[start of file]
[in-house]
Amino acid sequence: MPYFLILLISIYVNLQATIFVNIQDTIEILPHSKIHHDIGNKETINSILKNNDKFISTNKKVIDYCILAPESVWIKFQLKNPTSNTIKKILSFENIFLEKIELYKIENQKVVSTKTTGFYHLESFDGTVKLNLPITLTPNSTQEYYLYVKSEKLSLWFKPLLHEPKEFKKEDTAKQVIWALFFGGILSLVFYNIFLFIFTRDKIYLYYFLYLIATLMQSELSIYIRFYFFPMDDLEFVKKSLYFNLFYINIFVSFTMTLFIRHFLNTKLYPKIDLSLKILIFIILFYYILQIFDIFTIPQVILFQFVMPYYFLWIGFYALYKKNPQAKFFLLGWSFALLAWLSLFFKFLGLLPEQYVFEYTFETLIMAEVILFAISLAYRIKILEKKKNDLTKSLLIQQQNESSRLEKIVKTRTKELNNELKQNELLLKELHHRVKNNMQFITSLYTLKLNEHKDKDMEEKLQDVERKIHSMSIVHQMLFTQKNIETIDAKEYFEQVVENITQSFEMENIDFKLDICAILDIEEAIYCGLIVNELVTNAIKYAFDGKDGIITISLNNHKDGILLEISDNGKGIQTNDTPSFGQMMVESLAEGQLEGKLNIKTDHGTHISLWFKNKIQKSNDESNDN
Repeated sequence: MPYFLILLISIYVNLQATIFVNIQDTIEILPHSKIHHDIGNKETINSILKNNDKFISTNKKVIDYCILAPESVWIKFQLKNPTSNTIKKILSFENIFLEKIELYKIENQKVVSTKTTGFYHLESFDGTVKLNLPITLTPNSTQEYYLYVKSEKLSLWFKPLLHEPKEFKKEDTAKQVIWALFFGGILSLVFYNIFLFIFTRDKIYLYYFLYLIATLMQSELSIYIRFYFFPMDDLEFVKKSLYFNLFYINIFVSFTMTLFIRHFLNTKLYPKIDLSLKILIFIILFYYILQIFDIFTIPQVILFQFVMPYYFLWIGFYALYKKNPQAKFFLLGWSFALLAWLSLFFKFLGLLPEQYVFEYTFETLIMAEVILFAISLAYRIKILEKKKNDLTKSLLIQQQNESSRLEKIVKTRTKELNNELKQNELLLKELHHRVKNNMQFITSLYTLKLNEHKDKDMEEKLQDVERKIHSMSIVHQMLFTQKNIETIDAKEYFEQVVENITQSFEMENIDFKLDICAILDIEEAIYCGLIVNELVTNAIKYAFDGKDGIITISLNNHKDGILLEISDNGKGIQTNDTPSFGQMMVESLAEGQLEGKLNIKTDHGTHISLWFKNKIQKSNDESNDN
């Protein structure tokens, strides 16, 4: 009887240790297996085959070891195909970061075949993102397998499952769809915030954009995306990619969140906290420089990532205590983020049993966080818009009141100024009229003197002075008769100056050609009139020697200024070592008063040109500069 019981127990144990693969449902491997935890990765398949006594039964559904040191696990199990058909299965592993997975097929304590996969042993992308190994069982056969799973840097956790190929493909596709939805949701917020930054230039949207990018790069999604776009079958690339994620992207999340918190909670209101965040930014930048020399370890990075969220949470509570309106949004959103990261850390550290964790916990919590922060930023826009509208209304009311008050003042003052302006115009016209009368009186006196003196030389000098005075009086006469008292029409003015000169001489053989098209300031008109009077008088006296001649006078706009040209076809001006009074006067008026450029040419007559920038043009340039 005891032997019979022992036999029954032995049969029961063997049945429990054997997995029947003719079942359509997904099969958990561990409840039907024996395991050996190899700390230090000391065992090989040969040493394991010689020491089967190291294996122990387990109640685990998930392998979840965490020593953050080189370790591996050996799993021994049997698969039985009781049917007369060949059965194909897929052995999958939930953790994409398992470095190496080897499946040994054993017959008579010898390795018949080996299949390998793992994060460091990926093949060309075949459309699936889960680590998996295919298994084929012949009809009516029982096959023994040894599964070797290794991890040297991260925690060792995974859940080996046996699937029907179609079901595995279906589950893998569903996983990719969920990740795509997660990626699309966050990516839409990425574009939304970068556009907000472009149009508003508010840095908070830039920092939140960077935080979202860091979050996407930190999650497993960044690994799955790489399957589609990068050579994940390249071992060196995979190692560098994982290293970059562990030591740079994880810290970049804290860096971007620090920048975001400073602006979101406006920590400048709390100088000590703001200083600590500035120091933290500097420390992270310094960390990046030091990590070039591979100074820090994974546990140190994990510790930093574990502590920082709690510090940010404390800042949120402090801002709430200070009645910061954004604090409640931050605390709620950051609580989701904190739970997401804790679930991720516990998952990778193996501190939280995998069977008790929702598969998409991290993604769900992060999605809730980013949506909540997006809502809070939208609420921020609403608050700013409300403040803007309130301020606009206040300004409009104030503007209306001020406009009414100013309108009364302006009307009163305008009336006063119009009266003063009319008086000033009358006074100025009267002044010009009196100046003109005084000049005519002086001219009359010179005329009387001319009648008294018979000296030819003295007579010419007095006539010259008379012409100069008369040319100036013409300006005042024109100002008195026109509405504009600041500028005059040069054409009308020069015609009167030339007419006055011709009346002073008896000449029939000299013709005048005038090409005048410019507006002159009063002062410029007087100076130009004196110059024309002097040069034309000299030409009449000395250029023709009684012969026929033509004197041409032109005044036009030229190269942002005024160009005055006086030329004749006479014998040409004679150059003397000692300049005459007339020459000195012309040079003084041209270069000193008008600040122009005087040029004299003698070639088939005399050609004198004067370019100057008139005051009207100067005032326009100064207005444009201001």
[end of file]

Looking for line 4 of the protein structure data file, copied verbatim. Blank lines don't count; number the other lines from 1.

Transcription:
């Protein structure tokens, strides 16, 4: 009887240790297996085959070891195909970061075949993102397998499952769809915030954009995306990619969140906290420089990532205590983020049993966080818009009141100024009229003197002075008769100056050609009139020697200024070592008063040109500069 019981127990144990693969449902491997935890990765398949006594039964559904040191696990199990058909299965592993997975097929304590996969042993992308190994069982056969799973840097956790190929493909596709939805949701917020930054230039949207990018790069999604776009079958690339994620992207999340918190909670209101965040930014930048020399370890990075969220949470509570309106949004959103990261850390550290964790916990919590922060930023826009509208209304009311008050003042003052302006115009016209009368009186006196003196030389000098005075009086006469008292029409003015000169001489053989098209300031008109009077008088006296001649006078706009040209076809001006009074006067008026450029040419007559920038043009340039 005891032997019979022992036999029954032995049969029961063997049945429990054997997995029947003719079942359509997904099969958990561990409840039907024996395991050996190899700390230090000391065992090989040969040493394991010689020491089967190291294996122990387990109640685990998930392998979840965490020593953050080189370790591996050996799993021994049997698969039985009781049917007369060949059965194909897929052995999958939930953790994409398992470095190496080897499946040994054993017959008579010898390795018949080996299949390998793992994060460091990926093949060309075949459309699936889960680590998996295919298994084929012949009809009516029982096959023994040894599964070797290794991890040297991260925690060792995974859940080996046996699937029907179609079901595995279906589950893998569903996983990719969920990740795509997660990626699309966050990516839409990425574009939304970068556009907000472009149009508003508010840095908070830039920092939140960077935080979202860091979050996407930190999650497993960044690994799955790489399957589609990068050579994940390249071992060196995979190692560098994982290293970059562990030591740079994880810290970049804290860096971007620090920048975001400073602006979101406006920590400048709390100088000590703001200083600590500035120091933290500097420390992270310094960390990046030091990590070039591979100074820090994974546990140190994990510790930093574990502590920082709690510090940010404390800042949120402090801002709430200070009645910061954004604090409640931050605390709620950051609580989701904190739970997401804790679930991720516990998952990778193996501190939280995998069977008790929702598969998409991290993604769900992060999605809730980013949506909540997006809502809070939208609420921020609403608050700013409300403040803007309130301020606009206040300004409009104030503007209306001020406009009414100013309108009364302006009307009163305008009336006063119009009266003063009319008086000033009358006074100025009267002044010009009196100046003109005084000049005519002086001219009359010179005329009387001319009648008294018979000296030819003295007579010419007095006539010259008379012409100069008369040319100036013409300006005042024109100002008195026109509405504009600041500028005059040069054409009308020069015609009167030339007419006055011709009346002073008896000449029939000299013709005048005038090409005048410019507006002159009063002062410029007087100076130009004196110059024309002097040069034309000299030409009449000395250029023709009684012969026929033509004197041409032109005044036009030229190269942002005024160009005055006086030329004749006479014998040409004679150059003397000692300049005459007339020459000195012309040079003084041209270069000193008008600040122009005087040029004299003698070639088939005399050609004198004067370019100057008139005051009207100067005032326009100064207005444009201001």